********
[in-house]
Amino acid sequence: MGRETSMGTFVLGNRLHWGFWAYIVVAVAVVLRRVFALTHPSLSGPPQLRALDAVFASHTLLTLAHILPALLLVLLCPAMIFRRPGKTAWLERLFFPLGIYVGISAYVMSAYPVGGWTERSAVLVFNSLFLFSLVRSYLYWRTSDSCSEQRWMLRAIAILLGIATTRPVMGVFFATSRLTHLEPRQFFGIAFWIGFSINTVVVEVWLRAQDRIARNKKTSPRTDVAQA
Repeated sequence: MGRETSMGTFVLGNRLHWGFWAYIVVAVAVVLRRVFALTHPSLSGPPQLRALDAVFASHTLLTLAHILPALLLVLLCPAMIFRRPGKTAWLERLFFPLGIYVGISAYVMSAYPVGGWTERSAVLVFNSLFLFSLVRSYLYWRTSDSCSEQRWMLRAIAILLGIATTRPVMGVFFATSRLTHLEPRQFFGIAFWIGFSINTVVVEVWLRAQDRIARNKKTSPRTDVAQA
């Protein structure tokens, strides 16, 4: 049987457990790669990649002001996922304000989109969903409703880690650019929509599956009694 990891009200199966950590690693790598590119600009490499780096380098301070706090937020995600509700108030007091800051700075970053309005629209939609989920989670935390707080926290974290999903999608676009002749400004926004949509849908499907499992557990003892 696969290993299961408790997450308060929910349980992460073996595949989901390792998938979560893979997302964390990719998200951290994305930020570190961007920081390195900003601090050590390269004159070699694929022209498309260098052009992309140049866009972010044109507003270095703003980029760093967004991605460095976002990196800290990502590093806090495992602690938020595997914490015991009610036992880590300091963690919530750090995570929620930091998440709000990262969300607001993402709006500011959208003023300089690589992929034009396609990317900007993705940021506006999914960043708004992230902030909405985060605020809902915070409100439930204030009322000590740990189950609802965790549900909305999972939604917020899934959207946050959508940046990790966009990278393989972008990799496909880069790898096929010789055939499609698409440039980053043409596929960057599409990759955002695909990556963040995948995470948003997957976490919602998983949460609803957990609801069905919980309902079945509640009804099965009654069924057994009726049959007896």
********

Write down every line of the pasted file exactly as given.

[in-house]
Amino acid sequence: MGRETSMGTFVLGNRLHWGFWAYIVVAVAVVLRRVFALTHPSLSGPPQLRALDAVFASHTLLTLAHILPALLLVLLCPAMIFRRPGKTAWLERLFFPLGIYVGISAYVMSAYPVGGWTERSAVLVFNSLFLFSLVRSYLYWRTSDSCSEQRWMLRAIAILLGIATTRPVMGVFFATSRLTHLEPRQFFGIAFWIGFSINTVVVEVWLRAQDRIARNKKTSPRTDVAQA
Repeated sequence: MGRETSMGTFVLGNRLHWGFWAYIVVAVAVVLRRVFALTHPSLSGPPQLRALDAVFASHTLLTLAHILPALLLVLLCPAMIFRRPGKTAWLERLFFPLGIYVGISAYVMSAYPVGGWTERSAVLVFNSLFLFSLVRSYLYWRTSDSCSEQRWMLRAIAILLGIATTRPVMGVFFATSRLTHLEPRQFFGIAFWIGFSINTVVVEVWLRAQDRIARNKKTSPRTDVAQA
């Protein structure tokens, strides 16, 4: 049987457990790669990649002001996922304000989109969903409703880690650019929509599956009694 990891009200199966950590690693790598590119600009490499780096380098301070706090937020995600509700108030007091800051700075970053309005629209939609989920989670935390707080926290974290999903999608676009002749400004926004949509849908499907499992557990003892 696969290993299961408790997450308060929910349980992460073996595949989901390792998938979560893979997302964390990719998200951290994305930020570190961007920081390195900003601090050590390269004159070699694929022209498309260098052009992309140049866009972010044109507003270095703003980029760093967004991605460095976002990196800290990502590093806090495992602690938020595997914490015991009610036992880590300091963690919530750090995570929620930091998440709000990262969300607001993402709006500011959208003023300089690589992929034009396609990317900007993705940021506006999914960043708004992230902030909405985060605020809902915070409100439930204030009322000590740990189950609802965790549900909305999972939604917020899934959207946050959508940046990790966009990278393989972008990799496909880069790898096929010789055939499609698409440039980053043409596929960057599409990759955002695909990556963040995948995470948003997957976490919602998983949460609803957990609801069905919980309902079945509640009804099965009654069924057994009726049959007896």